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Acute ischaemic stroke-related choreoathetosis treated with arterial thrombectomy
  1. Ali Muhammad1,
  2. Egidija Bielskute2,
  3. Paul C Guyler3 and
  4. Iris Q Grunwald1
  1. 1 Department of Stroke Medicine, Southend University Hospital NHS Foundation Trust, Essex, UK
  2. 2 Anaesthetics Department, Southend University Hospital NHS Foundation Trust, Westcliff-on-Sea, UK
  3. 3 Department of Stroke Medicine, Southend University Hospital, Southend, UK
  1. Correspondence to Dr Ali Muhammad, ali.muhammad{at}


A rare case of acute choreoathetosis after acute stroke is presented. This 66-years-old, right-handed Caucasian woman presented with weakness of her right arm and right leg with dysarthria, which resolved by the time she arrived in the emergency department. No obvious focal sign apart from the abnormal choreoathetoid movement of the right arm and leg and of the neck was present. Her medical history included atrial fibrillation without anticoagulation. CT head was nil acute (Alberta Stroke Program Early CT Score of 10). CT angiography of the carotids showed a hyperdense M2 segment of the left middle cerebral artery. Intravenous thrombolysis immediately followed by thrombectomy was decided. Using the Penumbra aspiration device (ACE 68) two clots were removed with two aspirations. A small distal clot remained but partial recanalisation (Thrombolysis in Myocardial Infarction/Thrombolysis in Cerebral Infarction 2b) was achieved. 30 seconds after restoring blood flow, the choreoathetoid movements ceased. The patient was brought to intensive care for further monitoring, which was uneventful.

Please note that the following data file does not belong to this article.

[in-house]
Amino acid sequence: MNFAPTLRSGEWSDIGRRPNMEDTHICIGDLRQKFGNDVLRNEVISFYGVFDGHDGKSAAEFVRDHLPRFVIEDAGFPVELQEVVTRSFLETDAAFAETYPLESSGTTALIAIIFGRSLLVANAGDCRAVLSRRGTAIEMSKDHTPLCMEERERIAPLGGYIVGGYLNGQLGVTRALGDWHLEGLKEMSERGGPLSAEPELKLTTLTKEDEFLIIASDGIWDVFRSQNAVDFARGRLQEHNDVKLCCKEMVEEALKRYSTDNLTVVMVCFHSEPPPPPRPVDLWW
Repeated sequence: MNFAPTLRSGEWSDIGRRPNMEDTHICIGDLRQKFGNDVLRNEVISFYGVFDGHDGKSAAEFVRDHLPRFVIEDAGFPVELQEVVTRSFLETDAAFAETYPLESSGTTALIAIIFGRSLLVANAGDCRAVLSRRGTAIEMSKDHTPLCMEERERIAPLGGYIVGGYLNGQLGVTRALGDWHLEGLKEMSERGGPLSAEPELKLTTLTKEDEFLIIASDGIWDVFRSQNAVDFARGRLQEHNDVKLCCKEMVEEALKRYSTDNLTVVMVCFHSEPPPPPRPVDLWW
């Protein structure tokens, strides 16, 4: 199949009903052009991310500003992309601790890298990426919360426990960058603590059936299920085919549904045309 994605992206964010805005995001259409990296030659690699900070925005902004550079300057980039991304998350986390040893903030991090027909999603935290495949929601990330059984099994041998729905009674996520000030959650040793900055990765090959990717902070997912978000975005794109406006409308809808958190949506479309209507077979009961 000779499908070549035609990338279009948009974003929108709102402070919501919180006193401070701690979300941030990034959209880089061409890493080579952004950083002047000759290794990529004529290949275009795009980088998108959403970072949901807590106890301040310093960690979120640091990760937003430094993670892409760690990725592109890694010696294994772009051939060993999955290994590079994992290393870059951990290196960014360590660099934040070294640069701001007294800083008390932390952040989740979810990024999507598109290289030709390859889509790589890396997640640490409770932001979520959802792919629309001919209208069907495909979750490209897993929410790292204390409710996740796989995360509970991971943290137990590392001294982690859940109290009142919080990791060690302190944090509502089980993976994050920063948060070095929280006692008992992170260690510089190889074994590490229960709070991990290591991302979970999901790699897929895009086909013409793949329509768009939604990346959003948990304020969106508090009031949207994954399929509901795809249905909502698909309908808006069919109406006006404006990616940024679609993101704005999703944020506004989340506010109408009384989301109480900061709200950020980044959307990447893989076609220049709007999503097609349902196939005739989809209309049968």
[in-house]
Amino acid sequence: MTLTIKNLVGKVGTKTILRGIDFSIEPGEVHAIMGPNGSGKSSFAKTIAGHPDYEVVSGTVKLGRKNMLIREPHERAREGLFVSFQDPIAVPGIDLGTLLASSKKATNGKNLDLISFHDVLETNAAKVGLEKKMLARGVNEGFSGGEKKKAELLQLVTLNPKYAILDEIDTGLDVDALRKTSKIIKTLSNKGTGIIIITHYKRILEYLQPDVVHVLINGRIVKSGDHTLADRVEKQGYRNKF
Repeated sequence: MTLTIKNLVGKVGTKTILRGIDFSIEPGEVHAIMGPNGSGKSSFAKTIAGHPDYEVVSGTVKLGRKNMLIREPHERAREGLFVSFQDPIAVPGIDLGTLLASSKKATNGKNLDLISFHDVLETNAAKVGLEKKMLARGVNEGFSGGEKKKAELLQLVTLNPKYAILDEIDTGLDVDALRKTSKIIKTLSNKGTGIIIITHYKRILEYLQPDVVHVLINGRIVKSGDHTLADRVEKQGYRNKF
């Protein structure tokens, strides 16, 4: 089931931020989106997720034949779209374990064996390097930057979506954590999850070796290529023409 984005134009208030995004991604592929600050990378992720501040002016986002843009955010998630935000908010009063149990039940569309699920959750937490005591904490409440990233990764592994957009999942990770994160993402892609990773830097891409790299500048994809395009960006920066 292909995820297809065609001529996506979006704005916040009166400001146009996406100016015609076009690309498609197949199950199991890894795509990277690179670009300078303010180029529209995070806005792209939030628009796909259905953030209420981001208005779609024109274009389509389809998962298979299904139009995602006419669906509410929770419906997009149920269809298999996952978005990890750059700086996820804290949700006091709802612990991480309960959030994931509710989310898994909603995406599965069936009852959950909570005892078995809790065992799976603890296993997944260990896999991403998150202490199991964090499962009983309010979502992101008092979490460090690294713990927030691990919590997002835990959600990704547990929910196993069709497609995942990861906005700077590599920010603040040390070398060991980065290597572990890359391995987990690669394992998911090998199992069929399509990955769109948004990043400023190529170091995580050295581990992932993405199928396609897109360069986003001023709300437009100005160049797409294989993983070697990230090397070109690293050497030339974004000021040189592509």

• neuroimaging
  • stroke
  • movement disorders (other than Parkinsons)

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  • Contributors AM received the patient in Southend University Hospital Accident and Emergency and activated stroke pathway. IQG reviewed the scans and decided and performed thrombectomy for the patient. AM wrote the case report, to which EB and PCG helped and contributed.

  • Funding The authors have not declared a specific grant for this research from any funding agency in the public, commercial or not-for-profit sectors.

  • Competing interests None declared.

  • Patient consent Obtained.

  • Provenance and peer review Not commissioned; externally peer reviewed.